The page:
A guide to summer jams: pop edition

By Peter Valelly

You can take me out of the Arts Section, but you can’t take the Arts Section out of me. Case in point: every summer, I get psyched not so much for the warm weather or returning to my friends from home, but for the sheer amount of free time to consume music, film, books, and more. School’s over, a little voice inside my head tells me, so now you can finally spend all your time listening and reading and watching. But with each passing summer, it seems harder to even find the time for consumption since all of my time is taken up by sitting, sleeping, eating, and other hardcore vegetating. Which is why this summer, I finally reached a new low – or scaled a new peak, depending on your perspective – by fully embracing the most effortlessly appealing musical phenomenon on the earth: the summer jam.After all, if there’s one thing you can always rely on from the summer, it’s that there will be certain songs that are totally, utterly inescapable. And while quality and popularity are hardly ever tied in pop music, the summer seems a time of especially lax airwave standards; the plain fact is that whether or not a song has any merit whatsoever has nothing to do with how many of the words you know by late August.
So was the case with many of the jams that ruled my psyche this summer. Sean Kingston’s endearing but grating “Beautiful Girls” was a favorite for a stretch of July, but now I think I can do without hearing it for at least a year. Then there were those tunes whose inexplicable appeal completely overshadowed their should-have-been crappiness. Take T-Pain. I literally can’t fathom why this man got a record deal, or how he went from last fall’s two-hit-wonder into essentially the reigning champ of R&B, yet I still rejoice whenever I hear his robot-voiced epic “Buy You a Drank.”

The obvious reigning champs had their shot. When Beyonc turned every single song from her year-old “B’Day” into a single with an elaborate video, she furnished us with an embarrassment of bleating, wailing R&B tunes both good and bad. Meanwhile, superstar producer Timbaland’s solo career was bolstered with the catchy if grammatically iffy “The Way I Are.” There were underdogs, too, like Lloyd’s slinky and addictive “Get It Shawty,” easily one of the best pop singles I’ve encountered this year.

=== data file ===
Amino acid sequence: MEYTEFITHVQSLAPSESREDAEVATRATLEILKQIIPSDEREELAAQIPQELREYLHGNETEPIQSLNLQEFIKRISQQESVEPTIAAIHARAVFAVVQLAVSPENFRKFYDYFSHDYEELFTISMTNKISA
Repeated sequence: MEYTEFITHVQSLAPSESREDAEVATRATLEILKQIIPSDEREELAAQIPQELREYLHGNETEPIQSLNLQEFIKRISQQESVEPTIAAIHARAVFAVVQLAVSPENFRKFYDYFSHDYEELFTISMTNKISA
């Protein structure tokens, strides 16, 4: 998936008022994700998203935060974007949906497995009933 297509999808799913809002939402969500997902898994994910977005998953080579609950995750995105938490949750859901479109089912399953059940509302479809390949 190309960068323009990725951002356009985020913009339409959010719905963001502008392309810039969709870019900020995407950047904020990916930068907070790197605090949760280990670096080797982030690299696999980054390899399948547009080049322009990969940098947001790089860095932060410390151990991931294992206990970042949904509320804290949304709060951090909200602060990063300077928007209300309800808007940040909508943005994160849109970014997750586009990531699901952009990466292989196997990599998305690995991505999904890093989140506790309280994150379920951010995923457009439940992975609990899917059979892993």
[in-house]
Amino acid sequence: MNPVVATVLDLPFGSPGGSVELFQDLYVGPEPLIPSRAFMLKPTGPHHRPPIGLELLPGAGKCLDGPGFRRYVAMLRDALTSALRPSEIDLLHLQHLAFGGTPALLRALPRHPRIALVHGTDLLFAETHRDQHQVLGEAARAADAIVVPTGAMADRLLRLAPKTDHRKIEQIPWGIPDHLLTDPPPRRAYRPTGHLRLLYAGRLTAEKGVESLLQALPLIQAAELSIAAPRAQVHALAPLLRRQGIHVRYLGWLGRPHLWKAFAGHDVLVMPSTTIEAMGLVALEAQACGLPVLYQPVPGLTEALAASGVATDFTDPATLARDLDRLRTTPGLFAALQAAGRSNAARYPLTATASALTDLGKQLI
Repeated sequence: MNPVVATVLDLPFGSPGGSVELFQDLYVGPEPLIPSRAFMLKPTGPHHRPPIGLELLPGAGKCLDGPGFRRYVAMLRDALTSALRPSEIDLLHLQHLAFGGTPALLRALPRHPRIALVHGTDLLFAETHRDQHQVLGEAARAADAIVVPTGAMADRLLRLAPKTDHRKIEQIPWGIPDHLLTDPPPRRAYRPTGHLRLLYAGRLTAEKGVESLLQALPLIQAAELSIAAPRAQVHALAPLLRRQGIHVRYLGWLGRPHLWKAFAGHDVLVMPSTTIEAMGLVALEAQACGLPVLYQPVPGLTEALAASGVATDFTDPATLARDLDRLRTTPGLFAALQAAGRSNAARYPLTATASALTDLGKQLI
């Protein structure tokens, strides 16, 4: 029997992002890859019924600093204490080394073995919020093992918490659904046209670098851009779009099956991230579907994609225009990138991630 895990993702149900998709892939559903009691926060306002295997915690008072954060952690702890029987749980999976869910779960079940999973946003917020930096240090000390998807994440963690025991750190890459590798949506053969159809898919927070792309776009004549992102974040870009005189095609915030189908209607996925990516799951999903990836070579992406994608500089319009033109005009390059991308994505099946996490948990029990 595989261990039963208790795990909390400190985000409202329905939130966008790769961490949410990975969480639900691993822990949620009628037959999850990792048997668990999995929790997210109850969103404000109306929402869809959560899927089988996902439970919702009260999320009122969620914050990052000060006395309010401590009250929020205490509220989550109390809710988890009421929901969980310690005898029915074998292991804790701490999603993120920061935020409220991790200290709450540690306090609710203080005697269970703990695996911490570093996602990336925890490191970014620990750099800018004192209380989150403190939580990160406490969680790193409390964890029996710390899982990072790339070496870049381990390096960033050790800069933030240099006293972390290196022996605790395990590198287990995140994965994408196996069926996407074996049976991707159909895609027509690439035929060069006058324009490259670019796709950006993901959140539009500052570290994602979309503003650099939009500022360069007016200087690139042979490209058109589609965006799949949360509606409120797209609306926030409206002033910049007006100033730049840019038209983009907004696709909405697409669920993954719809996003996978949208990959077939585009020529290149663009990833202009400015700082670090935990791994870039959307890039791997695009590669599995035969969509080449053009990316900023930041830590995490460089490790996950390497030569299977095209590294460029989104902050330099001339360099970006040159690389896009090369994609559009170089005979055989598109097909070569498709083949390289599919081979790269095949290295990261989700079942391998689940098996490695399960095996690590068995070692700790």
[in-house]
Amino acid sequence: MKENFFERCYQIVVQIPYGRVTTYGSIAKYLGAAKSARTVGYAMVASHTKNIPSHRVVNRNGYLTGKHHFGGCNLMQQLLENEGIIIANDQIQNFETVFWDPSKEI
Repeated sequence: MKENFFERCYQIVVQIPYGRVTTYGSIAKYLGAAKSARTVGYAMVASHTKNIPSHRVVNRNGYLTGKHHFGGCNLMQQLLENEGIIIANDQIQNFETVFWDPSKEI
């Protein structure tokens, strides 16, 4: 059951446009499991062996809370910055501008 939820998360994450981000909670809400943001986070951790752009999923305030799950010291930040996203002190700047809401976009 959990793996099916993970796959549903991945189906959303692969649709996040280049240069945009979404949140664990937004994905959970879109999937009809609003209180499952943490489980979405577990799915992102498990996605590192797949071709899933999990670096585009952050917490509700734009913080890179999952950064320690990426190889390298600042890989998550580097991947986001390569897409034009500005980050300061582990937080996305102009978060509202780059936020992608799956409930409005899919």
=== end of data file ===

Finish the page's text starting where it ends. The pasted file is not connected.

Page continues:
Yet as I lay lazily adrift in this sea of imminently forgettable songs, I couldn’t help but wonder what had made me so susceptible to their disposable ways. Even as I’ve found the last few years profoundly lacking in good music on nearly all fronts, there are still great bands putting out great records that I literally didn’t even bother to check out. New indie, electronic, or underground music drifted completely past my ears as I kept my radio tuned to any of several mainstream rap, R&B, and pop stations.

While I’m always one to proclaim pop music’s capacity for nuance and sophistication, I found most of this summer’s jams as tepid and uninspired as anything else happening lately, yet continued to listen to them. I suppose there’s just something so simple in the appeal of turning on the radio or MTV and being spoonfed music that is engineered to be as palatable to as many people as possible. Yet pop’s own “pleasure principle” – the idea that the joy derived from listening to radio singles is reason enough to praise them – has never held much weight for me, and seems less and less to influence the output of today’s pop market. These are songs not so much produced by people with an ear for sheer aural enjoyment as much as they are songs consumed by a public perpetually ravenous for this joy whether or not the music can deliver.

I don’t believe in guilty pleasures, so I can’t say I feel guilty about my summer of pop hedonism, but I can say that while nearly every hit I relished this summer may soon drift out of my mind, there was at least one song that deserves a place on any best-of-2007 list: Rihanna’s “Umbrella.”

It is one of the conundrums of contemporary pop that a song can reach #1 in 12 countries simultaneously with a beat composed of a slowed-down drum part from Apple’s Garage Band and what seems to be the sound of a synthesizer being sat on. Yet it is the magic accident of pop, and the reason that I continue to defend its potential, that this effortlessness still constitutes one of this summer’s transcendent musical experiences.
There’s something brave in the song’s petulant refusal to play into the raunchy rules of most R&B and pop. It is, after all, a love song more about friendship than romance and sex. And if Rihanna’s voice isn’t well suited to emotion, it somehow carries the song’s wonderful, triumphant hook better than her oversinging contemporaries could. The only way the song could be improved is by excising old-timer Jay-Z’s clunky intro verse, and thankfully many edits doing just that are available online. Here, finally, are all of the things we should be able to expect from pop as much from underground hip-hop, punk, indie, and all of the other genres so frequently championed as being more complex than radio fare. Affect, nuance, originality – it’s all here.

So while it’s doubtful that “Umbrella” will serve as inspiration to the rest of the pop universe, it at least reminded me that as great as sheer, lazy pleasure is, pop music is always capable of more than that. Here’s hoping for more of these happy accidents.